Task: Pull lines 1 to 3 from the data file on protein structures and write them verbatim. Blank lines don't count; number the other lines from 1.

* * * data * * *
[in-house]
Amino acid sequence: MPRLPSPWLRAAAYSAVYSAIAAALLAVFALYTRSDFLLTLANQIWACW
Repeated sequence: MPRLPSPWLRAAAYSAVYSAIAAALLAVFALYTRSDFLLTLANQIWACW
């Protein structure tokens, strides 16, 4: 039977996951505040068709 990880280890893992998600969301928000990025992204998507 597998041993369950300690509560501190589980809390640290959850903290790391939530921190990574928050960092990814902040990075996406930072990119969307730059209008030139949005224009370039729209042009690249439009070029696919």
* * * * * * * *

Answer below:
[in-house]
Amino acid sequence: MPRLPSPWLRAAAYSAVYSAIAAALLAVFALYTRSDFLLTLANQIWACW
Repeated sequence: MPRLPSPWLRAAAYSAVYSAIAAALLAVFALYTRSDFLLTLANQIWACW